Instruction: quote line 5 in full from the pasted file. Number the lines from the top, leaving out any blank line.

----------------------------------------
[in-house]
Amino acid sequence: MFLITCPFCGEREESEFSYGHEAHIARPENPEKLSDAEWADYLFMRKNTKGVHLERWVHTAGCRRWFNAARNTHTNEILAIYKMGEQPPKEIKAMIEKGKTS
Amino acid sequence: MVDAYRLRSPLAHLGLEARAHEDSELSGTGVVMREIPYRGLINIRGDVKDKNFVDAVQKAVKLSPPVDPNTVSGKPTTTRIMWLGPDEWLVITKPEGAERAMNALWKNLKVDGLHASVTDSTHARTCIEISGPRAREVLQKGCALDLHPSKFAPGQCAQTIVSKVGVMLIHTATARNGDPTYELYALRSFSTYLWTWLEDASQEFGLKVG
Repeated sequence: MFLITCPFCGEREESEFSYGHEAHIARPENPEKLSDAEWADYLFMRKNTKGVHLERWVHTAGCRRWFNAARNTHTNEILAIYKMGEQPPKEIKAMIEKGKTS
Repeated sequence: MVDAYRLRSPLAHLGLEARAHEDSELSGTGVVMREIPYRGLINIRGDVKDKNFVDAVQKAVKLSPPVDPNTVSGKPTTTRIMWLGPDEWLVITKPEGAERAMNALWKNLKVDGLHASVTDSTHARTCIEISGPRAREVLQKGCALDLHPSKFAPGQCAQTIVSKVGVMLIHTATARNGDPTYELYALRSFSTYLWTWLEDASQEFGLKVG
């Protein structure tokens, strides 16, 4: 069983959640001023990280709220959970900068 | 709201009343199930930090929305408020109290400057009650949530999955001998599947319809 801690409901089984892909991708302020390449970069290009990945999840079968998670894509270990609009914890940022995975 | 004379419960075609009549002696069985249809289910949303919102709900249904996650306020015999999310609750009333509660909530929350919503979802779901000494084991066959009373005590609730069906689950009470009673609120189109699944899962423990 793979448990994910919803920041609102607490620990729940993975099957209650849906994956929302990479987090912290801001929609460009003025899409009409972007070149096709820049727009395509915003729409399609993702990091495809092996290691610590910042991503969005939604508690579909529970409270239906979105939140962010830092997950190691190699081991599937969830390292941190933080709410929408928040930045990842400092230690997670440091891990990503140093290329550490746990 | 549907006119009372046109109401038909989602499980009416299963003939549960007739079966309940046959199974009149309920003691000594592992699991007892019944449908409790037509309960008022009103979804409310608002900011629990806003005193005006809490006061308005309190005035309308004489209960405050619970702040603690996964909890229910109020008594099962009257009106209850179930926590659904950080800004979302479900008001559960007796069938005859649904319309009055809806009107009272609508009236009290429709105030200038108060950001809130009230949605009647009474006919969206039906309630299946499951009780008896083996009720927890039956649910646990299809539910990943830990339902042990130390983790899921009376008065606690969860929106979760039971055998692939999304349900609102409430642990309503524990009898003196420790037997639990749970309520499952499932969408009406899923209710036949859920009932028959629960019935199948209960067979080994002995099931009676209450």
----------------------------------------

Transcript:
Repeated sequence: MVDAYRLRSPLAHLGLEARAHEDSELSGTGVVMREIPYRGLINIRGDVKDKNFVDAVQKAVKLSPPVDPNTVSGKPTTTRIMWLGPDEWLVITKPEGAERAMNALWKNLKVDGLHASVTDSTHARTCIEISGPRAREVLQKGCALDLHPSKFAPGQCAQTIVSKVGVMLIHTATARNGDPTYELYALRSFSTYLWTWLEDASQEFGLKVG